The Toronto Raptors are not a good basketball team.
An over simplistic statement, perhaps, but after Chris Bosh uttered as much following Toronto's last meeting against the same Atlanta Hawks that thrashed them last night, little of substance has occurred to change that interpretation. The question becomes, then, what is there to do about it? To that end I've got some bad news for you, Raptors fans, because the answer to that question is simply 'nothing.'
Again, maybe that's an over simplification of a much more complex answer, but the crux of the issue is that right now all the Raptors can do is stay the course and hope that things turn around because just about every other option has been exercised to little or not effect. It's never the route that a contemporary sports fan wants to hear about, the savvy modern Internet dweller that spends his or her idle time drumming him or herself into a tizzy on message boards, but a 'let it be' approach may be the most reasonable and realistic course of action this team has left.
The primary reason for that is that at the heart of the issues plaguing this current iteration of Toronto's basketball franchise is chemistry – or lack thereof. This is a group of virtual strangers who spend a lot of time on the court playing up to that description. Turnovers are a constant theme, poor defensive communication is a nightly staple and a lack of consistency and flow mar just about every effort this team musters up. This group does not have the connective tissue to stand up to anyone but the weakest of teams and the only solution to that problem is time.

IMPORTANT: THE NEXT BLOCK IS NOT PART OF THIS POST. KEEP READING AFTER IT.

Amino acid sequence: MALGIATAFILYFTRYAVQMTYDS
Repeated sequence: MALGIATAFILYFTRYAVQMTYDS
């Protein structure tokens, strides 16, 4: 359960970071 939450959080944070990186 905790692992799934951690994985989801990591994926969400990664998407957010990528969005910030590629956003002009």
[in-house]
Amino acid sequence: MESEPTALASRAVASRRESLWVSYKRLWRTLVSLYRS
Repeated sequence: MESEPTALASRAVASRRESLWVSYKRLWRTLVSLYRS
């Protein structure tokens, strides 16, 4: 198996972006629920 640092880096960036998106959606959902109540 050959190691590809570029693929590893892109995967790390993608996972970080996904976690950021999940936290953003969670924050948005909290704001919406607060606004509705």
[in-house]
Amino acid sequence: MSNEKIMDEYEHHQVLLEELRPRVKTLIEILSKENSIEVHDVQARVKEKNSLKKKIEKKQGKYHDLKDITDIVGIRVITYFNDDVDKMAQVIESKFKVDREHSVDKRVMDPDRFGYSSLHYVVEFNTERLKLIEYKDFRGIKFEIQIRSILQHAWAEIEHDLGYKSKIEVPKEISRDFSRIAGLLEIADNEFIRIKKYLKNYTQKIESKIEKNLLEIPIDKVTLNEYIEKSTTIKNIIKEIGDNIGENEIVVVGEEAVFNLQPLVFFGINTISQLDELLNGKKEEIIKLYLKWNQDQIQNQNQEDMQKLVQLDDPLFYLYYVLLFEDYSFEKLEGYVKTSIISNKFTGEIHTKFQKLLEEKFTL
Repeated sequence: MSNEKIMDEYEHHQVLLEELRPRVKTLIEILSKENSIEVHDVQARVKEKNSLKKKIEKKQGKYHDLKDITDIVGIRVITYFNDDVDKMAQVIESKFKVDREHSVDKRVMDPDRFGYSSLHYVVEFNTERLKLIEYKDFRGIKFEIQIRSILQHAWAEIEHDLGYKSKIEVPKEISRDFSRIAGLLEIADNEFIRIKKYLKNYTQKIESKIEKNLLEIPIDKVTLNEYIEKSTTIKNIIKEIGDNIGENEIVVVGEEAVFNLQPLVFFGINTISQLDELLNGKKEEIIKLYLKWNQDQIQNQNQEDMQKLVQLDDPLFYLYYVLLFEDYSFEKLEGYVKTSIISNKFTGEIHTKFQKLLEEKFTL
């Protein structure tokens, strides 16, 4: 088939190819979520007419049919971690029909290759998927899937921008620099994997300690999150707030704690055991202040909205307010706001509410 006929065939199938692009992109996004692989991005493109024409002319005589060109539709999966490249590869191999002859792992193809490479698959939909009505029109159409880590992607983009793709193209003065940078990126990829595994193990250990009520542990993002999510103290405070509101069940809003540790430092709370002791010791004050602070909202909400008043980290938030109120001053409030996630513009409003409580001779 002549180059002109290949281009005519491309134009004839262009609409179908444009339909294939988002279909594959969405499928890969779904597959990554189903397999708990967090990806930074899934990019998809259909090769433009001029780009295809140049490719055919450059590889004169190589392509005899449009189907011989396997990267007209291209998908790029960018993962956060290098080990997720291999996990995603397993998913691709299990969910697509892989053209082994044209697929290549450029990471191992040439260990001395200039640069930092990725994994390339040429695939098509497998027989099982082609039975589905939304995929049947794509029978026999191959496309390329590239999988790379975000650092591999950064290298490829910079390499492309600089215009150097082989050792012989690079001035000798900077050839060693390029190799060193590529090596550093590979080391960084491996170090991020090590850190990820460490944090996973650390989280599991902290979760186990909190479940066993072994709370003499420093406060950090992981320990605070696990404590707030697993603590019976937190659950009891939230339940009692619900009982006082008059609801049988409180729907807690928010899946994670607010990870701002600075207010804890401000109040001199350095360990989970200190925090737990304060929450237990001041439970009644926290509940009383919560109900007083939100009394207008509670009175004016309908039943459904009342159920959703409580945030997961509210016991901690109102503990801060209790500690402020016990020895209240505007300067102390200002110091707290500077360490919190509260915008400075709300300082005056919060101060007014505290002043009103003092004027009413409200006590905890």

The problem with that strategy is that it presupposes that if and when the chemistry arrives this team has the complimentary talent reserves to make a dent in the Eastern Conference. Preach all one wants about whether or not they believe the team has said talent, the only way to prove it is ultimately to leave the lure in the water and until something (big or small) takes a bite. If the talent is there, then Bryan Colangelo and (to a lesser extent) Jay Triano will be vindicated for preaching the virtues of this roster and the patience required to make it work. If the talent isn't there then another long summer of soul searching will befall this club and its beleaguered fan base.
With few exceptions it has been the slow and steady approach that has landed most of the NBA's top teams in the upper echelon. Cleveland, Los Angeles, Orlando, Atlanta, Denver and Utah were all teams that saw their current success take its form in years of lottery trips and first-round exits. The cores that make up those franchises were assembled amidst at least a couple of seasons of disappointment (a yardstick that measures differently for different cities) and support player trial-and-error, and it would appear that Toronto is at least in the midst of just such a transition.